My students have experienced first hand the failures and flaws in the justice system. And many of them have experienced the county jail first hand or from their relatives’ first hand experiences, and so they empathize with the Hurricane as he struggles against the rules and control of the power structure in the prison.

Rubin Carter has a list of authors that he read while in prison.  His reading list is an asset for educators to use in extending the engagement of students past the film and into literature and concepts of literacy.


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Classification: Winter and Realism

The Hero’s Journey


Ruben, The Hurricane, Carter is sitting in the visitor center of his prison talking to a young black boy that has written to him after finding his autobiography in a used book drive. The boy has traveled from Canada to meet The Hurricane for the first time. After telling Carter about his situation and why he is living with a group of Canadians, Carter asks the boy if he sees his parents. The boy replies, he does but sometimes it is hard, and reveals the pain of separation from his parents. Carter affirms, saying, “Yea, it’s hard” and then continues: “You give them hope.”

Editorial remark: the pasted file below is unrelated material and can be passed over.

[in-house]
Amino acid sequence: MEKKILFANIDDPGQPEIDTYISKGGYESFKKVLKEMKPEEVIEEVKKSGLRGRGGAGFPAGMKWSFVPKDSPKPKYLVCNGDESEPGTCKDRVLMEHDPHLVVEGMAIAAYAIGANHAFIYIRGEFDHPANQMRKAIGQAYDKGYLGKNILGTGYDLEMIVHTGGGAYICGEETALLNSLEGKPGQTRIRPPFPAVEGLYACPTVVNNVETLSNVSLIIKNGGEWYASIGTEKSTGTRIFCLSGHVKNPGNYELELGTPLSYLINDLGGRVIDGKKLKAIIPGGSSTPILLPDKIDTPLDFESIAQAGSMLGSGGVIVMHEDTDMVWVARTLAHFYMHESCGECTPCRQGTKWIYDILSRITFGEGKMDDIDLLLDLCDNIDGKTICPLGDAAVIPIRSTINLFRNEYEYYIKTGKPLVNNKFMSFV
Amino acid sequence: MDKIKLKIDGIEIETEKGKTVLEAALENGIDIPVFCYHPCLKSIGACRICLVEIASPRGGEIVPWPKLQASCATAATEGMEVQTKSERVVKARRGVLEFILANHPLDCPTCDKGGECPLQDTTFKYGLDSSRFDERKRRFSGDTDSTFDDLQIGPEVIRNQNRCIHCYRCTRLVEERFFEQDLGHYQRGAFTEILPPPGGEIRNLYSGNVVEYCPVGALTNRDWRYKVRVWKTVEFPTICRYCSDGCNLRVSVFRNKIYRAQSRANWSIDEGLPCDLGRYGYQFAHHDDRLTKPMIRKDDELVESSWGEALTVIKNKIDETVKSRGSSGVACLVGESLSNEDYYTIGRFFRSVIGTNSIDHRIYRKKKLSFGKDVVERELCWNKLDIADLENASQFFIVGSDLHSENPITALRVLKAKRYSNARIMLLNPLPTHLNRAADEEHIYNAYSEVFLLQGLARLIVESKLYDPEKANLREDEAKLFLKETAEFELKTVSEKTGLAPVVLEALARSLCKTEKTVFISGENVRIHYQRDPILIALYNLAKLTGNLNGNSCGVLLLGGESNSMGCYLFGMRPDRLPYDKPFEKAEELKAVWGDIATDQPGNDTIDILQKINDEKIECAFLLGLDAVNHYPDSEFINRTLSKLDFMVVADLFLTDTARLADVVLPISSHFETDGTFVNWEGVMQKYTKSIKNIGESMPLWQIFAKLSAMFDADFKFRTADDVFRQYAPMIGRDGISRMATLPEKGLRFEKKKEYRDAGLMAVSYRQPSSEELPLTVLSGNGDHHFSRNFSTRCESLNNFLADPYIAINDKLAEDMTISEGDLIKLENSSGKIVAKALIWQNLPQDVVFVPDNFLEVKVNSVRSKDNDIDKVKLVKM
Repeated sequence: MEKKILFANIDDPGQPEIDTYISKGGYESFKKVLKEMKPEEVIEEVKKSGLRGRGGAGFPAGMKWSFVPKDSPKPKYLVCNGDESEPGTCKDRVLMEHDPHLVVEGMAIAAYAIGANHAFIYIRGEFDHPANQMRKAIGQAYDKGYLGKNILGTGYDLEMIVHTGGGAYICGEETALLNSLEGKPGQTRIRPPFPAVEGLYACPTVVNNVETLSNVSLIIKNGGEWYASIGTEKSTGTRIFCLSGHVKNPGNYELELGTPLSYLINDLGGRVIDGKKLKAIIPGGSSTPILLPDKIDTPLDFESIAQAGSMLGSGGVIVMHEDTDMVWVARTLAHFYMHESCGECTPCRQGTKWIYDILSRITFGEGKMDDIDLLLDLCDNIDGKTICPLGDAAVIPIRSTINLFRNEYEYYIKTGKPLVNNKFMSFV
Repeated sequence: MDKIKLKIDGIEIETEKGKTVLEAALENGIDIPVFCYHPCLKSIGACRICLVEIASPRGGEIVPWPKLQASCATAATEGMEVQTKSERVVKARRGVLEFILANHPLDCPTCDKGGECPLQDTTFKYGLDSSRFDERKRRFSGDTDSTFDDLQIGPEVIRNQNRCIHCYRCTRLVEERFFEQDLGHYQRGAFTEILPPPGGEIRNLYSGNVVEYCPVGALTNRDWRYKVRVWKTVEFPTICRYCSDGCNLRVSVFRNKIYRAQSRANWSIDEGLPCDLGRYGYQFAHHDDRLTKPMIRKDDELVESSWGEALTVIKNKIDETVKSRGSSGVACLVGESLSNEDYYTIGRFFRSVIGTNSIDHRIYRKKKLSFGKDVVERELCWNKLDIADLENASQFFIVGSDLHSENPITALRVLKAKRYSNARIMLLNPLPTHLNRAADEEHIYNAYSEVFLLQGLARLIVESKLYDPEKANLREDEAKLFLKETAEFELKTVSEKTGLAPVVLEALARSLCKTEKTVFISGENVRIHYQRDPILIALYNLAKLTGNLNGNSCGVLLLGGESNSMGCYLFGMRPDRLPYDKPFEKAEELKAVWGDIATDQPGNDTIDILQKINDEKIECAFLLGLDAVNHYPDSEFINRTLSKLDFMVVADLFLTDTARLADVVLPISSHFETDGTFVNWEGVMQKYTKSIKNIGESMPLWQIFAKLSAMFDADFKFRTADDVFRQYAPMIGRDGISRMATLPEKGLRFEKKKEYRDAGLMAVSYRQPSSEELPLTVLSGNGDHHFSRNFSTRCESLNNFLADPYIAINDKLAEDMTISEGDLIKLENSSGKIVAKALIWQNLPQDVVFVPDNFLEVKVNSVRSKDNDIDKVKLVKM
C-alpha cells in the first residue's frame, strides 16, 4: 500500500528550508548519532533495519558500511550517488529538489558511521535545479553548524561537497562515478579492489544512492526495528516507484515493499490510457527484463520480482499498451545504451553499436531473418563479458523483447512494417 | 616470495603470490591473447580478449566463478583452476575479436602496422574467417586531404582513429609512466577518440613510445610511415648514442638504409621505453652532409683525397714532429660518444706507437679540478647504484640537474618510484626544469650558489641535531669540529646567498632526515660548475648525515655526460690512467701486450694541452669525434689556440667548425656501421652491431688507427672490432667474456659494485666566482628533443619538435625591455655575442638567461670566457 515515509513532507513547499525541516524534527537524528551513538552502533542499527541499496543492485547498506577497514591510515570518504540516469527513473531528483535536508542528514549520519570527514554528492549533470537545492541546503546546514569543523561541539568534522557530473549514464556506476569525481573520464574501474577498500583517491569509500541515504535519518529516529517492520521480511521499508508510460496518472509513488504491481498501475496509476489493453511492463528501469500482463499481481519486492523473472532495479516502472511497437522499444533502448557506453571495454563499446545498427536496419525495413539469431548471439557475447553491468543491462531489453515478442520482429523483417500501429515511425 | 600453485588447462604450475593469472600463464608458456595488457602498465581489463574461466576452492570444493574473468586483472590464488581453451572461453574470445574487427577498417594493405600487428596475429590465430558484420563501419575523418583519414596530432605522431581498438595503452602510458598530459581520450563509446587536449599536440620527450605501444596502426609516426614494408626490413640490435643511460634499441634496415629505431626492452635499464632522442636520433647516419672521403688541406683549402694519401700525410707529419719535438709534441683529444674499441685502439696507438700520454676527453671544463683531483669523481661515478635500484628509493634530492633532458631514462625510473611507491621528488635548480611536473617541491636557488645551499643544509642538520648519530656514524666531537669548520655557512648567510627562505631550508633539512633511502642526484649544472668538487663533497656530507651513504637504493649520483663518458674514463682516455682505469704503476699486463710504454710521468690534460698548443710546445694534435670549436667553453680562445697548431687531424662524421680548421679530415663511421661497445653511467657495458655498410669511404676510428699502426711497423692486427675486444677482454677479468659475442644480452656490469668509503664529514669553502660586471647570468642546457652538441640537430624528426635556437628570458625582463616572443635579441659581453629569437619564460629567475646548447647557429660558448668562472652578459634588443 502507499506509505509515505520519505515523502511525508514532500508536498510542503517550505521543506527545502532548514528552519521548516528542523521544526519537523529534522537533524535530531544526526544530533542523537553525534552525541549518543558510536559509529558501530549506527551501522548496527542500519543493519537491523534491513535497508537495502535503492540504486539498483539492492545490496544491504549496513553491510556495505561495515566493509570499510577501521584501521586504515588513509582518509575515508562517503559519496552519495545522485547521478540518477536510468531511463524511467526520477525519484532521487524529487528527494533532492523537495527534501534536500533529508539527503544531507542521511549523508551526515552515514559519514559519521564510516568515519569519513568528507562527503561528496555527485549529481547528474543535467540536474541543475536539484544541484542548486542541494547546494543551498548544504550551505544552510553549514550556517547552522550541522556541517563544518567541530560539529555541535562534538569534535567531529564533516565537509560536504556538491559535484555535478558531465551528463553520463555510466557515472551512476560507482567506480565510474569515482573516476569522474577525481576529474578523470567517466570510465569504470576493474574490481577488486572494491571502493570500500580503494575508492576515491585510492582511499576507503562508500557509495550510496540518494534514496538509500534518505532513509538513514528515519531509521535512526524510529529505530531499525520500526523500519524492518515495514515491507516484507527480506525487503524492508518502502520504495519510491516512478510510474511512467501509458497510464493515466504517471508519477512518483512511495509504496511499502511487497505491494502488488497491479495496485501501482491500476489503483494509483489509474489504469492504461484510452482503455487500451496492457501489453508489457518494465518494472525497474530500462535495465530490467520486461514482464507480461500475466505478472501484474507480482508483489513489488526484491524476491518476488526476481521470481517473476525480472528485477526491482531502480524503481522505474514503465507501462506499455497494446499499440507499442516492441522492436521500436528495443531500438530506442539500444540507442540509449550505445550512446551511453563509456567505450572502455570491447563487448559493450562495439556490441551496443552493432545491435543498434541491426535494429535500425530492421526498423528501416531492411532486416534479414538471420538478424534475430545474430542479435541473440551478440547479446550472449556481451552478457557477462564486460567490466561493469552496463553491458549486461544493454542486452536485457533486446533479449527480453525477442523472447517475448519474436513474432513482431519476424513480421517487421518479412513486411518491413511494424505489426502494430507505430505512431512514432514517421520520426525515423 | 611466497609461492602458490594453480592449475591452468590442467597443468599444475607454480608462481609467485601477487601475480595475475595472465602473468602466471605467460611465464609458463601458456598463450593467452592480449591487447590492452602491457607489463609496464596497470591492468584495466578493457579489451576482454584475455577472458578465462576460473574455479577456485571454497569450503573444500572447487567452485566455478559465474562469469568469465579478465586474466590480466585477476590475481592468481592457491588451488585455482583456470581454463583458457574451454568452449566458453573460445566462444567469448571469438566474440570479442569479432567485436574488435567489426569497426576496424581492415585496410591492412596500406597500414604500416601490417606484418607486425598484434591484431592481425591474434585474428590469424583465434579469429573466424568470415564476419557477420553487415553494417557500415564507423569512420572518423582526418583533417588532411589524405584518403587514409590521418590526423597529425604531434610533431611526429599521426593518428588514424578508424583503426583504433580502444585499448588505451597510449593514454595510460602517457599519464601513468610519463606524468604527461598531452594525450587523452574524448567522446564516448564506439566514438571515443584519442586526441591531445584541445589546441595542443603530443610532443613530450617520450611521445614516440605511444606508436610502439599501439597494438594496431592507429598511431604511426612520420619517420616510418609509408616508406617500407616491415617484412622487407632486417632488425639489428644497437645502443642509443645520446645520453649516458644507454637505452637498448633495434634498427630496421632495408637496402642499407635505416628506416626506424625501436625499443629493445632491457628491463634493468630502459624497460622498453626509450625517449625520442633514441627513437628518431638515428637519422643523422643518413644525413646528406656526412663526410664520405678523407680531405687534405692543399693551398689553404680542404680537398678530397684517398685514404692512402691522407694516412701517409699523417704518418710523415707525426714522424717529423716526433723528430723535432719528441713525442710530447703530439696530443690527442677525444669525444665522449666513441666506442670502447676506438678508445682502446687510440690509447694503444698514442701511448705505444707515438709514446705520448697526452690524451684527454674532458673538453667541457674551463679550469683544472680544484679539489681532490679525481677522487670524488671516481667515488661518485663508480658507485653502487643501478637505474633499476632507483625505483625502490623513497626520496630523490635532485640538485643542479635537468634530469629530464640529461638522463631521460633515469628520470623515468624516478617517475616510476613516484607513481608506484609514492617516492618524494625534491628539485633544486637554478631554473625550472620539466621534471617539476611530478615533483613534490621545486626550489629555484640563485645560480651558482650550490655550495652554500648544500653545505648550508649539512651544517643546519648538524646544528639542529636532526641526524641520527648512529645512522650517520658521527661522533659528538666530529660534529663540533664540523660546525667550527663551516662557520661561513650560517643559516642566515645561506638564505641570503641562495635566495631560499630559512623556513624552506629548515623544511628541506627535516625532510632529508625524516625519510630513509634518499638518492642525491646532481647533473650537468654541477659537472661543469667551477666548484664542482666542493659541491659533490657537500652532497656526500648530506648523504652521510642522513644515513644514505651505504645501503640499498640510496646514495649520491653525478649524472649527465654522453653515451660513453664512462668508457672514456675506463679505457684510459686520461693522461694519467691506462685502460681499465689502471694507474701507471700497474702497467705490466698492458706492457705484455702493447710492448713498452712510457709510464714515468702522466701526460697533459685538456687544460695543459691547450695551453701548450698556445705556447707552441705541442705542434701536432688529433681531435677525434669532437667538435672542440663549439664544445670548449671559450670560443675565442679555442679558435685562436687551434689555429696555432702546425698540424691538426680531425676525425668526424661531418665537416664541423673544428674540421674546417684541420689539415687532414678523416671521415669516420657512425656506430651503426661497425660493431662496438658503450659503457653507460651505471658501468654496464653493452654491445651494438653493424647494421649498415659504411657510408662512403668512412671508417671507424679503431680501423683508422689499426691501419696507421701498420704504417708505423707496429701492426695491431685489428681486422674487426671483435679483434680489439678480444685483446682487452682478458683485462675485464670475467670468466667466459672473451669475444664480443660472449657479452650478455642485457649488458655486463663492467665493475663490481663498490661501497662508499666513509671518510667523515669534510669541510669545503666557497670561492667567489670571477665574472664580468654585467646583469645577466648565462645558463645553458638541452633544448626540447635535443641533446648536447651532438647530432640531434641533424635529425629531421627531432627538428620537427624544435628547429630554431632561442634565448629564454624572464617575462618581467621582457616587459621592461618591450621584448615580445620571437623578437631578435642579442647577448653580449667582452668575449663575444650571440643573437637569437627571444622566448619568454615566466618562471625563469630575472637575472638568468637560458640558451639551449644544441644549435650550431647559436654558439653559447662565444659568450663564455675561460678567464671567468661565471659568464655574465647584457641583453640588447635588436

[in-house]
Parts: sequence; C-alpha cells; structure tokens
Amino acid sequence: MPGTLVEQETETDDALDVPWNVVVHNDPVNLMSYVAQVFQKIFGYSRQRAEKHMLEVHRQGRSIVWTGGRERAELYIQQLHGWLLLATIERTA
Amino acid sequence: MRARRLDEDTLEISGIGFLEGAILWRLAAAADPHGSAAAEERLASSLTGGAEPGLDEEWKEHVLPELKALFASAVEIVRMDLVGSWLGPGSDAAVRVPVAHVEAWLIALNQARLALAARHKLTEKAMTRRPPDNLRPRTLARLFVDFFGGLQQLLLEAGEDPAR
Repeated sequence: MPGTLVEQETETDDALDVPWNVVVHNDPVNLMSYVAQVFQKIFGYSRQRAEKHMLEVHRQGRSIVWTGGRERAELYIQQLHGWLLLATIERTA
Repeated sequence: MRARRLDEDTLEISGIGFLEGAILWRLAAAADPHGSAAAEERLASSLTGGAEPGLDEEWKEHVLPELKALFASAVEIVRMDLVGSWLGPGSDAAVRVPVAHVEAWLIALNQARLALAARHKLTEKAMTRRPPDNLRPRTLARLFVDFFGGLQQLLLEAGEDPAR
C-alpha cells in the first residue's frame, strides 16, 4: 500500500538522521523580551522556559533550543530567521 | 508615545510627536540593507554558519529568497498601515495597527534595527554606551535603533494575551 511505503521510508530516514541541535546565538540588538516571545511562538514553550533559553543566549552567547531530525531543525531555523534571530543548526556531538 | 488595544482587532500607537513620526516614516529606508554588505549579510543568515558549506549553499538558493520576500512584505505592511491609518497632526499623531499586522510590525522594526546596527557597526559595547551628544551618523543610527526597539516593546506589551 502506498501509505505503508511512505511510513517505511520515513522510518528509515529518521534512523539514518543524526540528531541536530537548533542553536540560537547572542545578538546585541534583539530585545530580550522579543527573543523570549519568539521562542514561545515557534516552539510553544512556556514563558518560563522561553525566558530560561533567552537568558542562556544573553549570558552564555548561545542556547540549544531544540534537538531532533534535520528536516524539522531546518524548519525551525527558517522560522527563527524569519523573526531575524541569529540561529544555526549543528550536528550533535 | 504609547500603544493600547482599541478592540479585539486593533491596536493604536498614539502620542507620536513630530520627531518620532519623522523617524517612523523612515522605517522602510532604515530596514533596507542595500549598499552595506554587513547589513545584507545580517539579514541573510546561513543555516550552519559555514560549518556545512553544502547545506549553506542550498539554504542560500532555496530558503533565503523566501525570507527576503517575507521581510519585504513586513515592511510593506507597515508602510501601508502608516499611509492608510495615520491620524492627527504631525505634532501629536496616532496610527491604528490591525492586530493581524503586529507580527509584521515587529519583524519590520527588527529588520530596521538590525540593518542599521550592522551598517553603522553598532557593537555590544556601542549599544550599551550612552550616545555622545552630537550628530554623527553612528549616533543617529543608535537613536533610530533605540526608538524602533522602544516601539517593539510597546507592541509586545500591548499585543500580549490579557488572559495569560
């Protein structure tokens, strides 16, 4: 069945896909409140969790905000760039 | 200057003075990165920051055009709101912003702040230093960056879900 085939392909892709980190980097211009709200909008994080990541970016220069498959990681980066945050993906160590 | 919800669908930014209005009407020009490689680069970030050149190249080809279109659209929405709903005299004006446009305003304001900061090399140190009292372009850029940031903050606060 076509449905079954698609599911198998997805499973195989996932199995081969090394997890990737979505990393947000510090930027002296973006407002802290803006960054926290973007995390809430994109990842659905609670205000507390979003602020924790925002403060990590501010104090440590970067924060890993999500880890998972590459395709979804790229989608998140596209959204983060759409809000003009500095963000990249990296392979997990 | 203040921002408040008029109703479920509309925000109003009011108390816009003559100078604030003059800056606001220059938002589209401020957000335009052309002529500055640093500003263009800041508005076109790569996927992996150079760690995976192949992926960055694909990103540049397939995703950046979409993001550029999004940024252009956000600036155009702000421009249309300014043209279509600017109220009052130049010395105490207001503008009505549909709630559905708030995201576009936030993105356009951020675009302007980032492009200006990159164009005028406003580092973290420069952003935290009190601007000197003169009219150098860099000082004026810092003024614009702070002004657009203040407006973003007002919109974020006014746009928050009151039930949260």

“Yea, I guess,” says the boy. (Right click to start or stop film.)

“You do, you give them hope,” continues Carter, “‘cause you have transcended. It’s very important, to transcend the places that hold us, you know that? You’ve learned to read. You’ve learned to write. Writing, is pffft,” he emphases with an explosion of air, “is magic. You feel that sometimes? “

The boy nods his head. “Yea, I guess I do.”


You might pause at this point in the viewing of this scene and ask your students to write in their journals their answers to the following prompt:


WRITING PROMPT:  What did the Hurricane mean when he said

the boy had transcended by learning to read and write?  What are

the things that “ hold us” and have to be transcended and how can

reading and writing help? Discuss.






You will find that a graphic organizer such as The Word Concept is useful for working with the class in fully defining a complex word such as transcend. After giving the students time to write in their journals, the next step would be to discuss their ideas. After considering all the possibilities in the answer to the writing prompt, you might continue showing the scene.





“When I started writing,” The Hurricane continues, “I learned that I was doing more than just telling a story. Writing is a weapon. It is more powerful than a fist can ever be. Every time I sat down to write, I could rise above the walls of this prison, look out over the walls, all over the state and I could see Nelson Mandela in his cell writing his book and I could see Huey, I could see Dostoevski, I could see Victor Hugo, Emil Zola and they would say to me, ‘Ruben, What you doing in there?’ and I’d say, ‘Hey, I know all you guys…’” He smiles broadly, shaking his head, “It’s magic.”


WRITING PROMPT: Discuss The Hurricane’s statement: “Writing is a weapon more powerful than a fist.” What did he mean by this? Is it true? Do you agree? Disagree? Write your opinion in the form of a persuasive essay.






WRITING PROMPT:  Find out who the following people are and explain why you think Hurricane Carter would find these people important in his magic discovery of reading:


Feodor Mikhailovich Dostoyevsky

Nelson Mandela

Victor Hugo

Emil Zola

Huey P. Newton